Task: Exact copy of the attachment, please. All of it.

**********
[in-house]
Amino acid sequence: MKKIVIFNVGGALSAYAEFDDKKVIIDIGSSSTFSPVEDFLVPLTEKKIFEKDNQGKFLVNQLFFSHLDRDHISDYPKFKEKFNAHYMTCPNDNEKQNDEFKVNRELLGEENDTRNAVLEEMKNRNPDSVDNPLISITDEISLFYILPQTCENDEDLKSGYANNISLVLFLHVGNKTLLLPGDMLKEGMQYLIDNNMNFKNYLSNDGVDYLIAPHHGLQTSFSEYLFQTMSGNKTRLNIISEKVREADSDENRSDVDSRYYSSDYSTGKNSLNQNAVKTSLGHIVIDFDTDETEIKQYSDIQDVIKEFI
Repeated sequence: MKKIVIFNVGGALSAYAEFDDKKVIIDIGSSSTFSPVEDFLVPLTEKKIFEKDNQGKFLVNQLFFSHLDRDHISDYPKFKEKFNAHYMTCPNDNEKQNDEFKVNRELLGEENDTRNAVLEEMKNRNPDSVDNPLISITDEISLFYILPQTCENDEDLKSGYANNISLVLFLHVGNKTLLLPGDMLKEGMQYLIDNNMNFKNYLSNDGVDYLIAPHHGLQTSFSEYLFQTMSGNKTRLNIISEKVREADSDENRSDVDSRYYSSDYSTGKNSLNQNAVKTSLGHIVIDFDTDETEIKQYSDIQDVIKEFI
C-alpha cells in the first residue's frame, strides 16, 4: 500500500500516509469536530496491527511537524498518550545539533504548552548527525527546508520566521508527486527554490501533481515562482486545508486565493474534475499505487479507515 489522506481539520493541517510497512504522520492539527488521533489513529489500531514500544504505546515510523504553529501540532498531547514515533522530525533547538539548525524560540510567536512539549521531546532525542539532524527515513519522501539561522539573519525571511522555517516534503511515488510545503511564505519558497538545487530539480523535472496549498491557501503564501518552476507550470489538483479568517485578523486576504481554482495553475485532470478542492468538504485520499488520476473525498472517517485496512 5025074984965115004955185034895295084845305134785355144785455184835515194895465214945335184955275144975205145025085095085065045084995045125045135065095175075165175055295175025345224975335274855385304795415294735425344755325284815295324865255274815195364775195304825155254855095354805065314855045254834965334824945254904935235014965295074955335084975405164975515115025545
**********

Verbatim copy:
[in-house]
Amino acid sequence: MKKIVIFNVGGALSAYAEFDDKKVIIDIGSSSTFSPVEDFLVPLTEKKIFEKDNQGKFLVNQLFFSHLDRDHISDYPKFKEKFNAHYMTCPNDNEKQNDEFKVNRELLGEENDTRNAVLEEMKNRNPDSVDNPLISITDEISLFYILPQTCENDEDLKSGYANNISLVLFLHVGNKTLLLPGDMLKEGMQYLIDNNMNFKNYLSNDGVDYLIAPHHGLQTSFSEYLFQTMSGNKTRLNIISEKVREADSDENRSDVDSRYYSSDYSTGKNSLNQNAVKTSLGHIVIDFDTDETEIKQYSDIQDVIKEFI
Repeated sequence: MKKIVIFNVGGALSAYAEFDDKKVIIDIGSSSTFSPVEDFLVPLTEKKIFEKDNQGKFLVNQLFFSHLDRDHISDYPKFKEKFNAHYMTCPNDNEKQNDEFKVNRELLGEENDTRNAVLEEMKNRNPDSVDNPLISITDEISLFYILPQTCENDEDLKSGYANNISLVLFLHVGNKTLLLPGDMLKEGMQYLIDNNMNFKNYLSNDGVDYLIAPHHGLQTSFSEYLFQTMSGNKTRLNIISEKVREADSDENRSDVDSRYYSSDYSTGKNSLNQNAVKTSLGHIVIDFDTDETEIKQYSDIQDVIKEFI
C-alpha cells in the first residue's frame, strides 16, 4: 500500500500516509469536530496491527511537524498518550545539533504548552548527525527546508520566521508527486527554490501533481515562482486545508486565493474534475499505487479507515 489522506481539520493541517510497512504522520492539527488521533489513529489500531514500544504505546515510523504553529501540532498531547514515533522530525533547538539548525524560540510567536512539549521531546532525542539532524527515513519522501539561522539573519525571511522555517516534503511515488510545503511564505519558497538545487530539480523535472496549498491557501503564501518552476507550470489538483479568517485578523486576504481554482495553475485532470478542492468538504485520499488520476473525498472517517485496512 5025074984965115004955185034895295084845305134785355144785455184835515194895465214945335184955275144975205145025085095085065045084995045125045135065095175075165175055295175025345224975335274855385304795415294735425344755325284815295324865255274815195364775195304825155254855095354805065314855045254834965334824945254904935235014965295074955335084975405164975515115025545